To measure the radius of curvature using a spherometer, one must know its various parts. The device has a screw with a moving nut in the middle of a frame with three small legs to support it upright. The table legs, along with the screw, have tapered points to help them rest on a specific surface.

Additionally, a spherometer’s least count can differ from one device to another and each time that we may use it to determine the radius of curvature, we still need to calculate this acquired count again.

### Define Spherometer Least Count

The smallest value that a spherometer can measure is known as its least count. The formula for determining the least count is as follows –

Least count = Pitch/Number of divisions on its head scale

Typically, the least count is always 0.01 mm.

### Experiment to Find Radius of Curvature using Spherometer

1. Aim

To find the radius of curvature using spherometer of a spherical surface

1. Apparatus Necessary

Plane mirror, spherometer and convex surface

1. Table Format for Noting Experiment Data

 Serial No. Circular Scale Reading No. of complete rotations (n1) No of scale divisions in incomplete rotationsX = (a-b) Total readingh = n1 x p + x (L.C) in mm On convex surfaces Initial (a) On plane glass sheet Final (b) 1. h1 = 2. h2 = 3. h3 =

### Complete Procedure for the Experiment

• Step 1: Raise the central screw of this device and use a paper to track the position of a spherometer’s three legs. Join these three points on the paper and mark them A,B and C.

• Step 2: Measure the minute distance between the three points. Note the three distances (AB, BC and AC) on a sheet of paper.

• Step 3: Determine the value of one pitch (or one vertical division).

• Step 4: Record the least count of your spherometer.

• Step 5: Raise the screw upwards to prepare for the measurement.

• Step 6: Place this spherometer on the spherical surface in such a manner that all three legs are resting on the object.

• Step 7: Start turning the screw so that it barely touches this convex surface.

• Step 8: Take the reading of both the vertical scale and the disc scale in such a position. This will act as your reference point.

• Step 9: Now place this spherometer on a plane glass slab.

• Step 10: Move the screw downwards and count the number of complete rotations for the disc (n1).

• Step 11: Continue moving until the screw tip touches the glass slab.

• Step 12: Note the reading (b) on this circular scale in relation to its vertical scale.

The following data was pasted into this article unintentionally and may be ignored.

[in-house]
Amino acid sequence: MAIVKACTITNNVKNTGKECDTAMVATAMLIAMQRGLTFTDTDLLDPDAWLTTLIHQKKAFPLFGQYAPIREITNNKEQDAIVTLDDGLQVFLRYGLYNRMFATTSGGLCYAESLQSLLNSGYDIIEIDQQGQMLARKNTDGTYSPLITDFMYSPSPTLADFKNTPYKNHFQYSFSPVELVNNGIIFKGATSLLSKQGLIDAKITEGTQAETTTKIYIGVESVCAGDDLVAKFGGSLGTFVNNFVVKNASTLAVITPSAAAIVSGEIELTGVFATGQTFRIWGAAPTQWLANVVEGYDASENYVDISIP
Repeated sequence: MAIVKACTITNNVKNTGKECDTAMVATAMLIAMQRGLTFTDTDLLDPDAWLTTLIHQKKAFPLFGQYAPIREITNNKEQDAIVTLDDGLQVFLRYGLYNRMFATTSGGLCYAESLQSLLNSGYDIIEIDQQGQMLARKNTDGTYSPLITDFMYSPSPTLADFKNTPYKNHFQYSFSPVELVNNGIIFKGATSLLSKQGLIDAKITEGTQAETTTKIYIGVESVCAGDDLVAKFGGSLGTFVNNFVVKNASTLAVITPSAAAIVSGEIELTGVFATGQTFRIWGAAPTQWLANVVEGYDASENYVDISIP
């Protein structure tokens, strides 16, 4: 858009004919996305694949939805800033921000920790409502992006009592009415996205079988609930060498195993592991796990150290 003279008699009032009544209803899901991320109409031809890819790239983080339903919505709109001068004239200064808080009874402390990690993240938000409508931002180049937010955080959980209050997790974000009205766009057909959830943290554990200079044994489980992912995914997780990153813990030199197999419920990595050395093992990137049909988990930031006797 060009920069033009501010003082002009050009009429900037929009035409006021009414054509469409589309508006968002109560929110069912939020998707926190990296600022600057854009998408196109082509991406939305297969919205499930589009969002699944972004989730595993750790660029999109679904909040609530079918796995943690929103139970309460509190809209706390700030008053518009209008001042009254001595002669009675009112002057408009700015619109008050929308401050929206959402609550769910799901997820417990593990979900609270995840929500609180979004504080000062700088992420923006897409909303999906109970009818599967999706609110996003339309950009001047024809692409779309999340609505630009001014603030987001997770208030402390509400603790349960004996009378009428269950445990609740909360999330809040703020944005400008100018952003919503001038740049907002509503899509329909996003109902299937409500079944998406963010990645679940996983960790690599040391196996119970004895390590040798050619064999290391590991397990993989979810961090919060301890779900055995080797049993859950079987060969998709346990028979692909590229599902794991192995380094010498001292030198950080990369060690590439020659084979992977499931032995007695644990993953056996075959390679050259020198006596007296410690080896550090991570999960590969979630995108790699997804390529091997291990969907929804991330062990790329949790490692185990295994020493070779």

• Step 13: Note the circular divisions for its last incomplete rotation.

• Step 14: Complete steps 6 to 13, thrice. Note readings each time in the tabular format mentioned above.

### Observations

• Mean Value of AB, BC and AC

Mean value or l = $\frac {AB + BC + AC}{3}$

• Mean Value of h

h = $\frac {h_1 + h_2 + h_3}{3}$mm (Convert into cm)

Radius R = $\frac {I^2}{6h}$ + $\frac {h}{2}$ cm

Last updated date: 21st Sep 2023
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## FAQs on Determine Radius of Curvature of a Given Spherical Surface by a Spherometer

1. What is the Value of R for a Plane Surface?

Radius of curvature R only exists for spherical surfaces. Therefore, R for a plane surface will always be zero.

2. What is this Formula to Calculate Radius of Curvature Using a Spherometer?

Radius R =  $\frac {1^2}{6h}$   + $\frac {h}{2}$ cm  is the formula which is used to calculate the radius of curvature of a spherometer.

3. What is the Formula to Measure the Least Count of Spherometers?

You can determine the least count of a spherometer by dividing the pitch of the device by the number of divisions on a circular scale.

4. What is the use of a spherometer?

A spherometer is an instrument used for the precise measurement of the radius of curvature of a sphere or a curved surface.

5. What is the least count of a spherometer?

The least count can be defined as the distance moved or covered by the crew of the spherometer when turned through 1 division on the circular loop. The least count can be calculated using the formula, The formula for the radius of curvature of a spherical surface. The least count of the spherometer can be measured by dividing the pitch of the spherometer screw by the number of divisions on the circular scale.